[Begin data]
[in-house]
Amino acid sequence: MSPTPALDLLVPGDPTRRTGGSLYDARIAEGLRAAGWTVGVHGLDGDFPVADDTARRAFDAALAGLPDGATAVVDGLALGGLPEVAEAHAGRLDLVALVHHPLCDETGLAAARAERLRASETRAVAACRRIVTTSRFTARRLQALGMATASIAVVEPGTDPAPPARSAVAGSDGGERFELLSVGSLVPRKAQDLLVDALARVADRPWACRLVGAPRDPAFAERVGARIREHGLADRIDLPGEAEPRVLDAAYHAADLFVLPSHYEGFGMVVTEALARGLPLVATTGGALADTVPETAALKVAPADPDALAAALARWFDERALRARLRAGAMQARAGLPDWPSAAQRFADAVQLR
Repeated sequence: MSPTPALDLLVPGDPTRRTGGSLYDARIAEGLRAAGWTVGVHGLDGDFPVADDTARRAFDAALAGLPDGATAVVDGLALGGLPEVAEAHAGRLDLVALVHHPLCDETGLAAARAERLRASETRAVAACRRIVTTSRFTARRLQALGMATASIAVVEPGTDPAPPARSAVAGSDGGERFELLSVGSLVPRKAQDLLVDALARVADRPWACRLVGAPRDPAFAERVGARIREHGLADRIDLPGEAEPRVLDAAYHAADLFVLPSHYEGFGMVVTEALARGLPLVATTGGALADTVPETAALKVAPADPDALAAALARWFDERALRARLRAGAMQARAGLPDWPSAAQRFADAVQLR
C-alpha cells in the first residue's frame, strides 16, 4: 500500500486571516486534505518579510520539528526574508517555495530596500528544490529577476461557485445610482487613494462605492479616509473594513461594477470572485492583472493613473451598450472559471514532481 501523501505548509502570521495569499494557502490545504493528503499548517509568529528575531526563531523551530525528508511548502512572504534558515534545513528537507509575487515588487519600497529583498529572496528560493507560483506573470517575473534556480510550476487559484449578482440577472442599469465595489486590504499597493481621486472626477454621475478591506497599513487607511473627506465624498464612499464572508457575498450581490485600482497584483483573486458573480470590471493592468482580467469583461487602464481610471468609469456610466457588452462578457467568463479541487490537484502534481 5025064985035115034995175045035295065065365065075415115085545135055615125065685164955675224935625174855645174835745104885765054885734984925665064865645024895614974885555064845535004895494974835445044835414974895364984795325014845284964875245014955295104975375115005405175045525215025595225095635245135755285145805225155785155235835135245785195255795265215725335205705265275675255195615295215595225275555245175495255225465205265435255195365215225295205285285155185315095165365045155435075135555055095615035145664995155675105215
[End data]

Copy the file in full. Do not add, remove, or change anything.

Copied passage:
[in-house]
Amino acid sequence: MSPTPALDLLVPGDPTRRTGGSLYDARIAEGLRAAGWTVGVHGLDGDFPVADDTARRAFDAALAGLPDGATAVVDGLALGGLPEVAEAHAGRLDLVALVHHPLCDETGLAAARAERLRASETRAVAACRRIVTTSRFTARRLQALGMATASIAVVEPGTDPAPPARSAVAGSDGGERFELLSVGSLVPRKAQDLLVDALARVADRPWACRLVGAPRDPAFAERVGARIREHGLADRIDLPGEAEPRVLDAAYHAADLFVLPSHYEGFGMVVTEALARGLPLVATTGGALADTVPETAALKVAPADPDALAAALARWFDERALRARLRAGAMQARAGLPDWPSAAQRFADAVQLR
Repeated sequence: MSPTPALDLLVPGDPTRRTGGSLYDARIAEGLRAAGWTVGVHGLDGDFPVADDTARRAFDAALAGLPDGATAVVDGLALGGLPEVAEAHAGRLDLVALVHHPLCDETGLAAARAERLRASETRAVAACRRIVTTSRFTARRLQALGMATASIAVVEPGTDPAPPARSAVAGSDGGERFELLSVGSLVPRKAQDLLVDALARVADRPWACRLVGAPRDPAFAERVGARIREHGLADRIDLPGEAEPRVLDAAYHAADLFVLPSHYEGFGMVVTEALARGLPLVATTGGALADTVPETAALKVAPADPDALAAALARWFDERALRARLRAGAMQARAGLPDWPSAAQRFADAVQLR
C-alpha cells in the first residue's frame, strides 16, 4: 500500500486571516486534505518579510520539528526574508517555495530596500528544490529577476461557485445610482487613494462605492479616509473594513461594477470572485492583472493613473451598450472559471514532481 501523501505548509502570521495569499494557502490545504493528503499548517509568529528575531526563531523551530525528508511548502512572504534558515534545513528537507509575487515588487519600497529583498529572496528560493507560483506573470517575473534556480510550476487559484449578482440577472442599469465595489486590504499597493481621486472626477454621475478591506497599513487607511473627506465624498464612499464572508457575498450581490485600482497584483483573486458573480470590471493592468482580467469583461487602464481610471468609469456610466457588452462578457467568463479541487490537484502534481 5025064985035115034995175045035295065065365065075415115085545135055615125065685164955675224935625174855645174835745104885765054885734984925665064865645024895614974885555064845535004895494974835445044835414974895364984795325014845284964875245014955295104975375115005405175045525215025595225095635245135755285145805225155785155235835135245785195255795265215725335205705265275675255195615295215595225275555245175495255225465205265435255195365215225295205285285155185315095165365045155435075135555055095615035145664995155675105215